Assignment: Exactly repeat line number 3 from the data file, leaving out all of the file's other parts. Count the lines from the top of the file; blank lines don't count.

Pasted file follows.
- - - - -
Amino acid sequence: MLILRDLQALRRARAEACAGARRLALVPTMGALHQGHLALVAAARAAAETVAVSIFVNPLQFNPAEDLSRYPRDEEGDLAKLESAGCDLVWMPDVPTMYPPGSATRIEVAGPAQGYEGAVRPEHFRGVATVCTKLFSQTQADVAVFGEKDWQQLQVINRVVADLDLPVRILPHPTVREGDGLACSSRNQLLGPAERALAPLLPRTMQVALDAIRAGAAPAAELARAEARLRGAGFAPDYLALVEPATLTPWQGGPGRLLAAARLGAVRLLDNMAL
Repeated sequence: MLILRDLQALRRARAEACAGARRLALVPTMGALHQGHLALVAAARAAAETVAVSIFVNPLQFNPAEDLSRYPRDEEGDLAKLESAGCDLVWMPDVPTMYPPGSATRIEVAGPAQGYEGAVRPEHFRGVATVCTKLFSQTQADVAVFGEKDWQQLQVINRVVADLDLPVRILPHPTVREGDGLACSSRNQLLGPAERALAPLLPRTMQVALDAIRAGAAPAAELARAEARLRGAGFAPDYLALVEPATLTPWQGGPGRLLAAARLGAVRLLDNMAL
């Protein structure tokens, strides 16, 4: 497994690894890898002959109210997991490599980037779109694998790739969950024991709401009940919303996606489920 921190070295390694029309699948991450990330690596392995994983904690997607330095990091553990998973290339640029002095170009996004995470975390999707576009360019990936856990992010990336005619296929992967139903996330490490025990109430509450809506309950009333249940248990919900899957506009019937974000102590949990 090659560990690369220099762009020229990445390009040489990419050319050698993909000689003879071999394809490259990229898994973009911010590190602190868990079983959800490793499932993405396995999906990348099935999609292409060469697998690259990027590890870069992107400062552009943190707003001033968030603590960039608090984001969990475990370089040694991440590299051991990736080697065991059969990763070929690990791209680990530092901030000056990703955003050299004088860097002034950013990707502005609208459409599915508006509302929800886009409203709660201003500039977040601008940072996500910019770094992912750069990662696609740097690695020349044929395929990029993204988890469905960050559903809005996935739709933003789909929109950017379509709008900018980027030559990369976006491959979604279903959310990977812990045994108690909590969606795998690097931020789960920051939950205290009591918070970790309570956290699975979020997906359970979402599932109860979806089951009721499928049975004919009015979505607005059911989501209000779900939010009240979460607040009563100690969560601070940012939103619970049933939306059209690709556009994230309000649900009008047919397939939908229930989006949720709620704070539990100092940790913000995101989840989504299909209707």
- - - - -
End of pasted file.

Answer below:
């Protein structure tokens, strides 16, 4: 497994690894890898002959109210997991490599980037779109694998790739969950024991709401009940919303996606489920 921190070295390694029309699948991450990330690596392995994983904690997607330095990091553990998973290339640029002095170009996004995470975390999707576009360019990936856990992010990336005619296929992967139903996330490490025990109430509450809506309950009333249940248990919900899957506009019937974000102590949990 090659560990690369220099762009020229990445390009040489990419050319050698993909000689003879071999394809490259990229898994973009911010590190602190868990079983959800490793499932993405396995999906990348099935999609292409060469697998690259990027590890870069992107400062552009943190707003001033968030603590960039608090984001969990475990370089040694991440590299051991990736080697065991059969990763070929690990791209680990530092901030000056990703955003050299004088860097002034950013990707502005609208459409599915508006509302929800886009409203709660201003500039977040601008940072996500910019770094992912750069990662696609740097690695020349044929395929990029993204988890469905960050559903809005996935739709933003789909929109950017379509709008900018980027030559990369976006491959979604279903959310990977812990045994108690909590969606795998690097931020789960920051939950205290009591918070970790309570956290699975979020997906359970979402599932109860979806089951009721499928049975004919009015979505607005059911989501209000779900939010009240979460607040009563100690969560601070940012939103619970049933939306059209690709556009994230309000649900009008047919397939939908229930989006949720709620704070539990100092940790913000995101989840989504299909209707």